Thoughts of thoughts of others, indirection.
Unyielding synonyms
fixed, castigating flux.
Unnerving as exampless
Simplicities of indemnity’s
Crude relapse into decomplex ambiguity
And recalcitrantly conceived mystery of
What’s meant by Meaning of meaning’s
triad rebent.

{ [Wiki:] Oratio obliqua

(or indirect speech) is a topic in modern philosophy, considered to be a variety of the wider topic of metarepresentation. In recent years it has been made prominent by the works especially of the French philosopher François Recanati.[1]

[1] De Brabanter, Philippe (2013). “François Recanati’s radical pragmatic theory of

quotation”. Teorema: International Journal of Philosophy 32 (2):109-128. (Contains further bibliography.) }


De Brabanter, Philippe (2010). “The Semantics and Pragmatics of Hybrid Quotations”. Wiley Online Library.

Künne, Wolfgang (2015). “Frege on That-Clauses” In: Weiss, Bernhard (ed.) Dummett on Analytical Philosophy, pp. 135–173.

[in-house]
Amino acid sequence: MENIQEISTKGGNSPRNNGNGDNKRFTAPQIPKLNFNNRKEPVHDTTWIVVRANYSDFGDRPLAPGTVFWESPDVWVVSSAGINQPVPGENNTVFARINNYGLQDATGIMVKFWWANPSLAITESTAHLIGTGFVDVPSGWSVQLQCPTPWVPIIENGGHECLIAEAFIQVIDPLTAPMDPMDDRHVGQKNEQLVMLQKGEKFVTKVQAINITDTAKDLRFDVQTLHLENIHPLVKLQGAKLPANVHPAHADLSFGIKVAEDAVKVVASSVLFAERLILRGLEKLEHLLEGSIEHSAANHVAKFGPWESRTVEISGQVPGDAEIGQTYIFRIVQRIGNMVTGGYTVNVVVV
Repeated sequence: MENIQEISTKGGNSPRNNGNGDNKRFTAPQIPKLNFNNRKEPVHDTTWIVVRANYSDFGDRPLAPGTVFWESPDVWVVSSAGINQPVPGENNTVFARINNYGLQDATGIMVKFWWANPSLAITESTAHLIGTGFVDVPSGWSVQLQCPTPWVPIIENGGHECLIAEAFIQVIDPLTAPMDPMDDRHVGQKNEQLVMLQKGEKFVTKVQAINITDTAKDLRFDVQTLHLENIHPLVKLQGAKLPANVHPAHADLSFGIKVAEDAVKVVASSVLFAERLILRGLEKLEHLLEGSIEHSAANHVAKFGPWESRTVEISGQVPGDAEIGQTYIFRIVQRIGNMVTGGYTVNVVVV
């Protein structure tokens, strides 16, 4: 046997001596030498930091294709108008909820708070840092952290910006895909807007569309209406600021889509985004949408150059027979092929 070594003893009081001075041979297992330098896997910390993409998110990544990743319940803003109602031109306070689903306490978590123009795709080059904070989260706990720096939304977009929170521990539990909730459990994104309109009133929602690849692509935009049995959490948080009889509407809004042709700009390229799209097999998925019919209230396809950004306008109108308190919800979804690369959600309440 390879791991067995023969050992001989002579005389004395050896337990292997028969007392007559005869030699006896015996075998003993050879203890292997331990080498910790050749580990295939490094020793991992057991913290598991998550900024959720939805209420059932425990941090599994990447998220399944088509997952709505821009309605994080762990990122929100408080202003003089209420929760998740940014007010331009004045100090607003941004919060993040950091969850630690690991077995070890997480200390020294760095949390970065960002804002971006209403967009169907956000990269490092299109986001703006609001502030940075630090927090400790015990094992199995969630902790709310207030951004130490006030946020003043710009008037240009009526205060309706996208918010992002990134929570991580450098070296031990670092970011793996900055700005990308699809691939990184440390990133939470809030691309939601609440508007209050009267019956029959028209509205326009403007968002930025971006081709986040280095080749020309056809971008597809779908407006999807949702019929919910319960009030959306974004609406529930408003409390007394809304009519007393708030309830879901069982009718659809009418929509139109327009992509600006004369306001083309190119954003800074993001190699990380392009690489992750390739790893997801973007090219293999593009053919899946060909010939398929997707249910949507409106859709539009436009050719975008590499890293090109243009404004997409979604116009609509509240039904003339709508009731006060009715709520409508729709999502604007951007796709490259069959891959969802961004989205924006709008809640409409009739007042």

Ludwig, Kirk. Review: François Recanati’s “Oratio Obliqua, Oratio Recta: An Essay on Metarepresentation”. Philosophy and Phenomenological Research, Vol. 66, No. 2 (Mar., 2003), pp. 481–488. (Also on JSTOR.)

Prior, A. N.; Kenny, A. (1963). “Oratio Obliqua”. Aristotelian Society Supplementary Volume, Volume 37, Issue 1, 14 July 1963, pp. 115–146.

Recanati, François (2000). Oratio Obliqua, Oratio Recta: An Essay on Metarepresentation. MIT Press.

Recanati, François (2003). “Oratio Obliqua, Oratio Recta: An Essay on

Metarepresentation”. Philosophical Review 111(3), January 2003. (A summary of Recanati’s book.)

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